Stage fright: don't get over it, get used to it

Many can feel empathy with the situation Banerjee describes: facing “a room full of scientists, who for whatever reason, did not look very happy that Read more

Beyond birthmarks and beta blockers, to cancer prevention

Ahead of this week’s Morningside Center conference on repurposing drugs, we wanted to highlight a recent paper in NPJ Precision Oncology by dermatologist Jack Arbiser. It may represent a new chapter in the story of the beta-blocker propranolol. Several years ago, doctors in France accidentally discovered that propranolol is effective against hemangiomas: bright red birthmarks made of extra blood vessels, which appear in infancy. Hemangiomas often don’t need treatment and regress naturally, but some can lead Read more

Drying up the HIV reservoir

Wnt is one of those funky developmental signaling pathways that gets re-used over and over again, whether it’s in the early embryo, the brain or the Read more

Emory Personalised Immunotherapy Center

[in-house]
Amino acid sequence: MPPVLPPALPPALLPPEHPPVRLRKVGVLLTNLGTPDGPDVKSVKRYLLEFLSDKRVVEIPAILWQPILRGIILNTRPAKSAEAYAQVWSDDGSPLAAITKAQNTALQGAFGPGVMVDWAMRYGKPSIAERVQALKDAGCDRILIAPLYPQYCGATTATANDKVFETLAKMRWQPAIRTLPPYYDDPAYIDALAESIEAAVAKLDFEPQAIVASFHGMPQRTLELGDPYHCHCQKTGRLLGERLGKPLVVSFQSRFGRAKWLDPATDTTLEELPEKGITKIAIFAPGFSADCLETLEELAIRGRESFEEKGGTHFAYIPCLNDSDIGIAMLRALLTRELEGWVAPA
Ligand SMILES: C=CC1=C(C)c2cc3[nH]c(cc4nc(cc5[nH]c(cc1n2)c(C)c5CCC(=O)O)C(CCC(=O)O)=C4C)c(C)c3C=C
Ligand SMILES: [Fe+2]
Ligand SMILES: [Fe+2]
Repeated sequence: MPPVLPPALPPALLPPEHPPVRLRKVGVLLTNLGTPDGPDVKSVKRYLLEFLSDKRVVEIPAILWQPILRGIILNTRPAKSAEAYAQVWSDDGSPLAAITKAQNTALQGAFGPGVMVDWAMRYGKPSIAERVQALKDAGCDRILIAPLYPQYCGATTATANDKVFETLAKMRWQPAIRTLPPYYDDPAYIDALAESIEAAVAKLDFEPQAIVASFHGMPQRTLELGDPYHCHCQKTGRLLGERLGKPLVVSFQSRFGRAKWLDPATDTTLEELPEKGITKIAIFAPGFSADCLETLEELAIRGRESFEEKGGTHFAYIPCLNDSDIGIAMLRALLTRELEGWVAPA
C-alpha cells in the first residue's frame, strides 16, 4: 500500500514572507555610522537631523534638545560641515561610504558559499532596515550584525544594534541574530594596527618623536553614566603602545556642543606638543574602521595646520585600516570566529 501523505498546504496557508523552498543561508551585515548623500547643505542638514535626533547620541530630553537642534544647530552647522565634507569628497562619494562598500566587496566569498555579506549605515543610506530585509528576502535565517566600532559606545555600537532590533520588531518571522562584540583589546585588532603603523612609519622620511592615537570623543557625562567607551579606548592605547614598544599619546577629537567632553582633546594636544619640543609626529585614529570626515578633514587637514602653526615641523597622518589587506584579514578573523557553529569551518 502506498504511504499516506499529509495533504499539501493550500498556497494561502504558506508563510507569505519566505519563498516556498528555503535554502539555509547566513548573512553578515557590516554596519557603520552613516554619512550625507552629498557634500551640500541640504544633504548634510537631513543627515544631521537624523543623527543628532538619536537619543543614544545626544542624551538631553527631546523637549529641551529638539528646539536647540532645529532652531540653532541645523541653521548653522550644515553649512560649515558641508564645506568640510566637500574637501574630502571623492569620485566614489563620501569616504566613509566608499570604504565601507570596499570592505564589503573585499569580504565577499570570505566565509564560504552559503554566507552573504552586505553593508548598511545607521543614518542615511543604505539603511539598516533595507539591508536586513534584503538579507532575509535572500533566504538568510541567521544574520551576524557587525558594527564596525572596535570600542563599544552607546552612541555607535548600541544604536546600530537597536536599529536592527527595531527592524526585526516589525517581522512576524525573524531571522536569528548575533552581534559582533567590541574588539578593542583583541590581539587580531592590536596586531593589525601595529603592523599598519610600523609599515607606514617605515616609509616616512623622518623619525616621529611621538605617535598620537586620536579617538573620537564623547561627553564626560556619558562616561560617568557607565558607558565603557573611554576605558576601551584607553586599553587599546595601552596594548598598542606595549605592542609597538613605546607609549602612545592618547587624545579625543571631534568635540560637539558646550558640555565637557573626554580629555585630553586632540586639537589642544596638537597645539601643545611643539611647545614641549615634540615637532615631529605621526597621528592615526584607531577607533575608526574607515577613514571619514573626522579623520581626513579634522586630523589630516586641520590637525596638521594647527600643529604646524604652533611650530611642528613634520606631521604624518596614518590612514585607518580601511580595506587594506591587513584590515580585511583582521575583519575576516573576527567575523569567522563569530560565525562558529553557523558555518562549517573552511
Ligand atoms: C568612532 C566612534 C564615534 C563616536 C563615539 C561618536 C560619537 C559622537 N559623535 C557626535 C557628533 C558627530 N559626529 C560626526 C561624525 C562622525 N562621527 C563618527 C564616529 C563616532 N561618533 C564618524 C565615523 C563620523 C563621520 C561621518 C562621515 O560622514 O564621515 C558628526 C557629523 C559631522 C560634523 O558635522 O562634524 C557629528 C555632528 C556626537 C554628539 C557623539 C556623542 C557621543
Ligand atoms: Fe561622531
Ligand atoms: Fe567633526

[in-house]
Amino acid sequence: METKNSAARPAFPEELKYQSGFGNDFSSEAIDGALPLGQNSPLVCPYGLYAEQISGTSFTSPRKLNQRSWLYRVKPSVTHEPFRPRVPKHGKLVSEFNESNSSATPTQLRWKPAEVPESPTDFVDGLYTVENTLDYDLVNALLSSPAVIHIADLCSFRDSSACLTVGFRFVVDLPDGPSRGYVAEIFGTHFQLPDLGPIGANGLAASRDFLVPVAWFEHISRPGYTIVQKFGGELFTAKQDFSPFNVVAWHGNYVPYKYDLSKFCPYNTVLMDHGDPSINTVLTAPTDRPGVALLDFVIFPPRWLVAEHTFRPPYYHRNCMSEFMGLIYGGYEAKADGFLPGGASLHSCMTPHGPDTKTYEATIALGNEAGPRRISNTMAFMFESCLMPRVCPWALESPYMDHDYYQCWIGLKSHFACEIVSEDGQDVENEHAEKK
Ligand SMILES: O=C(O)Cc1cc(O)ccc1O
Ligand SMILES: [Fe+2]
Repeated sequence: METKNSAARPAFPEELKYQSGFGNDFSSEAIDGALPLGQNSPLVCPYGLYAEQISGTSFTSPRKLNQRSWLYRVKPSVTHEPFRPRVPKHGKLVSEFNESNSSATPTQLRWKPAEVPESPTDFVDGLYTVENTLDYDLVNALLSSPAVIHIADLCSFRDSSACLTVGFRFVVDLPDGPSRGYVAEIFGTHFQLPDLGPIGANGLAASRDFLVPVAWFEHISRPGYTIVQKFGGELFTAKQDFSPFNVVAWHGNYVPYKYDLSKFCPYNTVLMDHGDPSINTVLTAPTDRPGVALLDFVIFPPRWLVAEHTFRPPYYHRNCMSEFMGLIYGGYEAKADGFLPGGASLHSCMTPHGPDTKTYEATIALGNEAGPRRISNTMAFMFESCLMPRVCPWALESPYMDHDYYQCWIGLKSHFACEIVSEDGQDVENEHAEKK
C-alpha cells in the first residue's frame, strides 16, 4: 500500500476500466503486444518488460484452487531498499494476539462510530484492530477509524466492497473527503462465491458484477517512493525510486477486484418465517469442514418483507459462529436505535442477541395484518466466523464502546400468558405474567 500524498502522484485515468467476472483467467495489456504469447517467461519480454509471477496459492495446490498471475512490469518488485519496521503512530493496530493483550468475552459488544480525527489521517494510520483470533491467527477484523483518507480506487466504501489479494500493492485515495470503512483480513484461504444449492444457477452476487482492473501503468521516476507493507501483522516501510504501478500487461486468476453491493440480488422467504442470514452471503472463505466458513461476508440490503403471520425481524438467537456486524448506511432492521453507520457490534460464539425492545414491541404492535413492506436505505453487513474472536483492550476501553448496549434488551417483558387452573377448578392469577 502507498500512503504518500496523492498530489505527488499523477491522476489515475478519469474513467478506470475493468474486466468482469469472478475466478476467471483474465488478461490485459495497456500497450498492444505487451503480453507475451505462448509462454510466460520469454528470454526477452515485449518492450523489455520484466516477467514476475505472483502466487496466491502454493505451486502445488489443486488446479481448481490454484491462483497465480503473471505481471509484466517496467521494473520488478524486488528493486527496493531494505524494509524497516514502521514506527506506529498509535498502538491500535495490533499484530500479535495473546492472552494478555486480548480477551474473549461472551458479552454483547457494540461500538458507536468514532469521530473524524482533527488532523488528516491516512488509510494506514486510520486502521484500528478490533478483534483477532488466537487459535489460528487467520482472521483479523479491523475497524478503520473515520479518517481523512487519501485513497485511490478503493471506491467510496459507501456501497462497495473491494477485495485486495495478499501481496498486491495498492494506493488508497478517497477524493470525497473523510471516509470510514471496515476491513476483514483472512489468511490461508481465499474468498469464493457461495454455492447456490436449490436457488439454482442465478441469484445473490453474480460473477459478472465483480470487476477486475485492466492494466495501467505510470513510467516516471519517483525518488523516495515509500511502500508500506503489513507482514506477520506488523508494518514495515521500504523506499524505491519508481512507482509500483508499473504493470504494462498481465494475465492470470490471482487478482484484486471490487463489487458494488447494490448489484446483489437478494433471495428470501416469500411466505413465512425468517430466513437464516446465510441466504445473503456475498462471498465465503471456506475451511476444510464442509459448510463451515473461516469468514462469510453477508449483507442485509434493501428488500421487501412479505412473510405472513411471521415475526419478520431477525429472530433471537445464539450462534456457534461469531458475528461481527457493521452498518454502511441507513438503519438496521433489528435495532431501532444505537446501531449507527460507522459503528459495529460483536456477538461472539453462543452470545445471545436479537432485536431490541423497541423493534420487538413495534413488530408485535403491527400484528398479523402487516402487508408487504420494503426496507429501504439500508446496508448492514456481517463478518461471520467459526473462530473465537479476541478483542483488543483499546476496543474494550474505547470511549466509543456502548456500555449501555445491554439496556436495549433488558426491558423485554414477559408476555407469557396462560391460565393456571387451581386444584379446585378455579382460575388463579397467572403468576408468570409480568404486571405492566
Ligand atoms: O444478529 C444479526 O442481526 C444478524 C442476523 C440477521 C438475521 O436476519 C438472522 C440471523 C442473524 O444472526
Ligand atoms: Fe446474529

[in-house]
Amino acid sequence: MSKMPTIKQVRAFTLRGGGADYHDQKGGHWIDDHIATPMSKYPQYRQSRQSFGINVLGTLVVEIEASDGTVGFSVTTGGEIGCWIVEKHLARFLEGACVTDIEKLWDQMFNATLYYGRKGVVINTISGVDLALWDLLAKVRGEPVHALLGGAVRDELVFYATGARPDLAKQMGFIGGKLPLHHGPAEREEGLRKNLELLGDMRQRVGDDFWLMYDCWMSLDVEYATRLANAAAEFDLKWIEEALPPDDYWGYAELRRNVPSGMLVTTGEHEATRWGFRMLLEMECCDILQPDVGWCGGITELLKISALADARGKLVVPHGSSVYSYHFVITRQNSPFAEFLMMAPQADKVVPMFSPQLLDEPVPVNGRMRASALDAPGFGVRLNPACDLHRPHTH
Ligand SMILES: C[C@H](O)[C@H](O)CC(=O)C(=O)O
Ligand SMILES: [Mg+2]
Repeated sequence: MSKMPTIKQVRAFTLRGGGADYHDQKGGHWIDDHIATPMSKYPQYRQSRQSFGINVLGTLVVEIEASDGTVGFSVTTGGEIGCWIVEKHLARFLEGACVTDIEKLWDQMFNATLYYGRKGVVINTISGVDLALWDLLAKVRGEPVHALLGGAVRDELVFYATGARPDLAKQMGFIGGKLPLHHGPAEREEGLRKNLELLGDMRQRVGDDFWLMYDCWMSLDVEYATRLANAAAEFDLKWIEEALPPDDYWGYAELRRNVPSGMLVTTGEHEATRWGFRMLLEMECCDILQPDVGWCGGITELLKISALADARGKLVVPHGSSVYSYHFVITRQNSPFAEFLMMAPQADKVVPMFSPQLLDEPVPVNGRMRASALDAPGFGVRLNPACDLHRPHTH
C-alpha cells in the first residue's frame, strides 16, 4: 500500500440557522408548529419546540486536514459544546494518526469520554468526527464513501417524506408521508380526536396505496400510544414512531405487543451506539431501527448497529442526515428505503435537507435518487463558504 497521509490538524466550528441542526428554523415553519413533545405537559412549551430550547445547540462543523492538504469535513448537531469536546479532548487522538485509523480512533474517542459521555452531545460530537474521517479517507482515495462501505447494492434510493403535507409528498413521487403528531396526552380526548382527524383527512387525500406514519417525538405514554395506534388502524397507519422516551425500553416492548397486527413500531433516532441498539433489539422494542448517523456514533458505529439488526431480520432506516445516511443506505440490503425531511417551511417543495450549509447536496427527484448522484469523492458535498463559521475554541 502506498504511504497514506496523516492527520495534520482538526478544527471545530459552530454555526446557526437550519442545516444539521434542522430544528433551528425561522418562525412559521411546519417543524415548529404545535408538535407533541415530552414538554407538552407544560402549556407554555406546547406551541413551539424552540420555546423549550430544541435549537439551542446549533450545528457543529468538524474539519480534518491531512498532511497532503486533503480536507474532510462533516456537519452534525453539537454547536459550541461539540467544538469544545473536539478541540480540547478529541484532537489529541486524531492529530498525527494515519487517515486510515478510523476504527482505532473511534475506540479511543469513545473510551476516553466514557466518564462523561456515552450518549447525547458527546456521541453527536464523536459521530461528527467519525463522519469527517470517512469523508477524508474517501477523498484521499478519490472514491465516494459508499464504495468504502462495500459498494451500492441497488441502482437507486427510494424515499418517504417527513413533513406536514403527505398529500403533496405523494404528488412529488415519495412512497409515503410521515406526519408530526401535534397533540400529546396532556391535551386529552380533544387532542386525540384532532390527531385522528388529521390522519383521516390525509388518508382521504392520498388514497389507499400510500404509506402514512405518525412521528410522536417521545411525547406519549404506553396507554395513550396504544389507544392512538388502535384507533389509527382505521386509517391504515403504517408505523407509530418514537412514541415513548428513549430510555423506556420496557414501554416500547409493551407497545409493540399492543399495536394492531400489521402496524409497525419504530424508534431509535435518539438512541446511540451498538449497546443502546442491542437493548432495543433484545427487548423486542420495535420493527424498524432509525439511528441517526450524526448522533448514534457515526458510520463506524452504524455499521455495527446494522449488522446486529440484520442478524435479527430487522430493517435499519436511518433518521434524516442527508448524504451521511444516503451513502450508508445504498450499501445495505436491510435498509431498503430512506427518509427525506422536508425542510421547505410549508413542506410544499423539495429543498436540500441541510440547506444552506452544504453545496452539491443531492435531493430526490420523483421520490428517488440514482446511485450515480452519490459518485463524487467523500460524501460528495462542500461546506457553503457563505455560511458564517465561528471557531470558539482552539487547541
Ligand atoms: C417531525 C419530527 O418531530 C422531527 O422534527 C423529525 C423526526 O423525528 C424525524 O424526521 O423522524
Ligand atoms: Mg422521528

Cancer immunotherapy, meet chimera

697px-Chimera_d'arezzo,_fi,_03

In Greek mythology, the chimera was a monstrous fire-breathing creature composed of the parts of three animals: a lion, a snake and a goat.

Adoptive cell transfer is advancing as a cancer immunotherapy technique. It involves removing some of a patient’s immune cells, culturing them in the laboratory, and then infusing the cells back into the patient. The idea is to enhance the ability of the immune cells to attack the tumors far beyond what the immune system was able of doing on its own.

Two promising examples are the National Cancer Institute’s approach of treating advanced melanoma with IL-2-stimulated immune cells, and several investigators’ approach of genetically engineering T cells to attack leukemias or lymphomas.

Jacques Galipeau and colleagues at Winship Cancer Institute have developed a chimeric molecule for stimulating immune cells, which appears to have unique powers beyond simply the sum of its two parts. The molecule is called GIFT4, a fusion of the immune signaling molecules GM-CSF (often used in cancer treatment) and IL-4.

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Posted on by Quinn Eastman in Cancer, Immunology Leave a comment